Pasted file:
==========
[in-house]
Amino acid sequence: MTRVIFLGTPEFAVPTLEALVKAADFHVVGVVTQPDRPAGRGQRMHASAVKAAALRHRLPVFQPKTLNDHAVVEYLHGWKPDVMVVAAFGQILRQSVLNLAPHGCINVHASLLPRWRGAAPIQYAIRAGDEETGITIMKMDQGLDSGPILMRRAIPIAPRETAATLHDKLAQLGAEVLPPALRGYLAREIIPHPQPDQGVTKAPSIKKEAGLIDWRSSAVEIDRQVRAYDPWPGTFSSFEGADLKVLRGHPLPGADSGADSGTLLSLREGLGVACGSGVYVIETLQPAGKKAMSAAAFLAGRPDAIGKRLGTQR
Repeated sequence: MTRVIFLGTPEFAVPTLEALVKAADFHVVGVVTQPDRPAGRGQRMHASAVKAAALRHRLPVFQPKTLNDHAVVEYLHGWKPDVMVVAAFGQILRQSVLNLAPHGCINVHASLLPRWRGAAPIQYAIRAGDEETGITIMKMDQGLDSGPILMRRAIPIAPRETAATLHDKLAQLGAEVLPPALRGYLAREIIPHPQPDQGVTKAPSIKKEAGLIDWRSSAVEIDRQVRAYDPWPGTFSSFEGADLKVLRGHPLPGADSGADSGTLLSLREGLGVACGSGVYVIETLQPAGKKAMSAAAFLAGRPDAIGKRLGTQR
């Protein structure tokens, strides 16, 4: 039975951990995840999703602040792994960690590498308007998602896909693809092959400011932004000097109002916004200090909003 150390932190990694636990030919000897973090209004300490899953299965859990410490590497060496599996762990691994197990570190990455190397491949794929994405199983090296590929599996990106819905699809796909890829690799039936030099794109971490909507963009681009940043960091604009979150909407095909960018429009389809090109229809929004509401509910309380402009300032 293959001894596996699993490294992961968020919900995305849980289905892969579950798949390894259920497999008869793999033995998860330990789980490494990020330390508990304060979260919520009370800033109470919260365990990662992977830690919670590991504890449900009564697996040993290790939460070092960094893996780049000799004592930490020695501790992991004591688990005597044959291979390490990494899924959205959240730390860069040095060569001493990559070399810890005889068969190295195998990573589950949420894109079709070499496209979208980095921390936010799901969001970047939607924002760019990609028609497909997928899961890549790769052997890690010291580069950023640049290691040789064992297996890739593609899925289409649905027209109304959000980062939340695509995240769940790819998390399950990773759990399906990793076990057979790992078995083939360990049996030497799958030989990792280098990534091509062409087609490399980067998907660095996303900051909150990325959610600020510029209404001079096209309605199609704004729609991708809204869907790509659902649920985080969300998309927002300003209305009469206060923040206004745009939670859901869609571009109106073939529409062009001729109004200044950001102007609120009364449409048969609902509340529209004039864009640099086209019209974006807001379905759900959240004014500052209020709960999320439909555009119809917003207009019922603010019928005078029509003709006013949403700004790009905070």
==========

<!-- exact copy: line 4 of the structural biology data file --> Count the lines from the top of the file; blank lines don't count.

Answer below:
């Protein structure tokens, strides 16, 4: 039975951990995840999703602040792994960690590498308007998602896909693809092959400011932004000097109002916004200090909003 150390932190990694636990030919000897973090209004300490899953299965859990410490590497060496599996762990691994197990570190990455190397491949794929994405199983090296590929599996990106819905699809796909890829690799039936030099794109971490909507963009681009940043960091604009979150909407095909960018429009389809090109229809929004509401509910309380402009300032 293959001894596996699993490294992961968020919900995305849980289905892969579950798949390894259920497999008869793999033995998860330990789980490494990020330390508990304060979260919520009370800033109470919260365990990662992977830690919670590991504890449900009564697996040993290790939460070092960094893996780049000799004592930490020695501790992991004591688990005597044959291979390490990494899924959205959240730390860069040095060569001493990559070399810890005889068969190295195998990573589950949420894109079709070499496209979208980095921390936010799901969001970047939607924002760019990609028609497909997928899961890549790769052997890690010291580069950023640049290691040789064992297996890739593609899925289409649905027209109304959000980062939340695509995240769940790819998390399950990773759990399906990793076990057979790992078995083939360990049996030497799958030989990792280098990534091509062409087609490399980067998907660095996303900051909150990325959610600020510029209404001079096209309605199609704004729609991708809204869907790509659902649920985080969300998309927002300003209305009469206060923040206004745009939670859901869609571009109106073939529409062009001729109004200044950001102007609120009364449409048969609902509340529209004039864009640099086209019209974006807001379905759900959240004014500052209020709960999320439909555009119809917003207009019922603010019928005078029509003709006013949403700004790009905070």